08 December 2006 16:45 [Source: ICIS news]
LONDON (ICIS news)--For an eighty year old, ICI is still pretty sprightly. Indeed in the past few years, the company has gained a new lease of life.
The 2003 performance and management crisis is well past. The upcoming divestment of the flavours and fragrances business Quest will greatly ease the twin burdens of debt and pensions.
ICI was eighty years old on Thursday (7 December). So with a spring in its step the smaller and more focused group can face the future. But given the recent changes – this year alone the divestment of Quest and the oleochemicals business Uniqema – it comes as no surprise that speculation about the group’s future is rife.
A virtually debt free company with significantly reduced pension liabilities and businesses focused on performance as well as growth is highly attractive. And ICI is one of dwindling number of alluring chemicals sector investment opportunities.
ICI watchers will not be hard pressed to find synergies with other industry players. The opportunities for managers other than the present incumbents to drive down costs though may be less apparent.
The jewel in ICI’s crown is paints but its National Starch adhesives and other starch-related businesses are also precious. Analysts have suggested that any potential buyer would have to pay a hefty premium to acquire the company but that synergies might make that possible.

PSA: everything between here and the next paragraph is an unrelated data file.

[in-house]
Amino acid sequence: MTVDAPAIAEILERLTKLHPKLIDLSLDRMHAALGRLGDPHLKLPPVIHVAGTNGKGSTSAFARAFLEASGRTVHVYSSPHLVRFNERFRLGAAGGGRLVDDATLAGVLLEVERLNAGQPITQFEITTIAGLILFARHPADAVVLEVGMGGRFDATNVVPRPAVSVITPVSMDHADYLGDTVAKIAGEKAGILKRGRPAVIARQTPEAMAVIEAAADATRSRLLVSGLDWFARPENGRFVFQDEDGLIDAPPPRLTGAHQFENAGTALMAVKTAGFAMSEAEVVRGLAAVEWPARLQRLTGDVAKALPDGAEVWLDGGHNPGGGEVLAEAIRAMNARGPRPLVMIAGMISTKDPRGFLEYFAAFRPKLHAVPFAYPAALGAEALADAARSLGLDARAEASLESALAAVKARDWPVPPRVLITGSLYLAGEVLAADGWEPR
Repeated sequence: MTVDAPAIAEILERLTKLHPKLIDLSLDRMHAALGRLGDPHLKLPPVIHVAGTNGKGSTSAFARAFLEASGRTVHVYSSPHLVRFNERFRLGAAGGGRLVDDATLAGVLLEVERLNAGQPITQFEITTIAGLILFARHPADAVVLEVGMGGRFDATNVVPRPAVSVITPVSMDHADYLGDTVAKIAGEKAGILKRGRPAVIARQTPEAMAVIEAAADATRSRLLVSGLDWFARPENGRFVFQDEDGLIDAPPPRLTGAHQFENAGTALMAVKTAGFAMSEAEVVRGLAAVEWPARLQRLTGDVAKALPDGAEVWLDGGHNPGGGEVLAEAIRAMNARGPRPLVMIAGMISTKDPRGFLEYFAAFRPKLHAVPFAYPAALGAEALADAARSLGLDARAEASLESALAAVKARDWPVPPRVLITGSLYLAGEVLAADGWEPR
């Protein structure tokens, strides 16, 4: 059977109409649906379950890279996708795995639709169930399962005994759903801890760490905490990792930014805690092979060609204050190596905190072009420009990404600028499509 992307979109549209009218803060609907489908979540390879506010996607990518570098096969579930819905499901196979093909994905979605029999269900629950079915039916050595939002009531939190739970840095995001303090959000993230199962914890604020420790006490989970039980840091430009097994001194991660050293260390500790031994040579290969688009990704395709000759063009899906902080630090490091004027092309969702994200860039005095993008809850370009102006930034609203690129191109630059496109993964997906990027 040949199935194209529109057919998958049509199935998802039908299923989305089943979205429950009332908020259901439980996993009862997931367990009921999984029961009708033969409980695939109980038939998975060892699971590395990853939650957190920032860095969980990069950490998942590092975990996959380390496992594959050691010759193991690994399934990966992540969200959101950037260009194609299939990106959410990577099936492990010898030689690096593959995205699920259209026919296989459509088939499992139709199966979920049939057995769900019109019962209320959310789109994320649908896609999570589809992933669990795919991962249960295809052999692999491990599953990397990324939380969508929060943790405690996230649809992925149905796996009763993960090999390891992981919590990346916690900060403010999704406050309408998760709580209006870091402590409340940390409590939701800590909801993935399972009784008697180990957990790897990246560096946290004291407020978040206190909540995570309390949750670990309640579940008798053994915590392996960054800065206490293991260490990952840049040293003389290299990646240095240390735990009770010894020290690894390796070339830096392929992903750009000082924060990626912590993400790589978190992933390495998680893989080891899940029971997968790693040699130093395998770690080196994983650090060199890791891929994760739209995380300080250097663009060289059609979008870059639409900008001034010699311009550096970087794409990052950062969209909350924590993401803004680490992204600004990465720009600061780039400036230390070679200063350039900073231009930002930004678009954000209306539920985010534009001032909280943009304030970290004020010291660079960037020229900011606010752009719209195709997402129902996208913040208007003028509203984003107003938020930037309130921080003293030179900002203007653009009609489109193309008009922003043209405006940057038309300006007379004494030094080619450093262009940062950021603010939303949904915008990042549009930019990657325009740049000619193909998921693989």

ICI and Akzo Noble have been linked – at least in speculator’s minds. Also, a senior executive at the ?xml:namespace>
Akzo Nobel intends to spin off its Organon healthcare business. Its coatings operations are largely industry-oriented although it owns the Crown decorative paints brand. Any link between the two companies would provoke significant anti trust interest.
For ICI, the future minus Quest – the business that got it into so much trouble in 2003 – could be quite exciting. ICI has the capacity now to grow more in the way it wants. Chief financial officer, Alan Brown, speaking at the ICIS/Merrill Lynch 10th Chemical Industry Finance & Investment conference late last month, said ICI wanted to grow in paints and in starch in
ICI can’t be expected to grow too fast: it probably doesn’t want to and is not particularly able to.
Growing in paints and coatings is not easy even though both markets remain highly fragmented.
ICI’s National starch is a good business where market niches are hugely important. Getting growth in that business right is a key challenge.
Brown admitted that the disposal of the Quest business came faster than ICI anticipated but that it better placed the company to grow in paints and adhesives.
Whether there is room for more far-reaching merger and acquisition activity remains to be seen
ICI is operating up to industry standards although the need to transform operations to best in class is acknowledged.
ICI was created in the 1920s to combat the growing influence of companies like DuPont and Allied Chemical from the
The merger of Brunner, Mond; Nobel Industries; United Alkali and British Dyestuffs created a hugely influential company. The transformation of the business in recent years has been closely watched by the rest of sector although not always approvingly.
ICI’s managers and owners have tried to match the challenges facing the industry and its companies in the late 20th and early 21st centuries. Whatever the new, now slimmed down ICI, becomes it has to be made be fit for the future.
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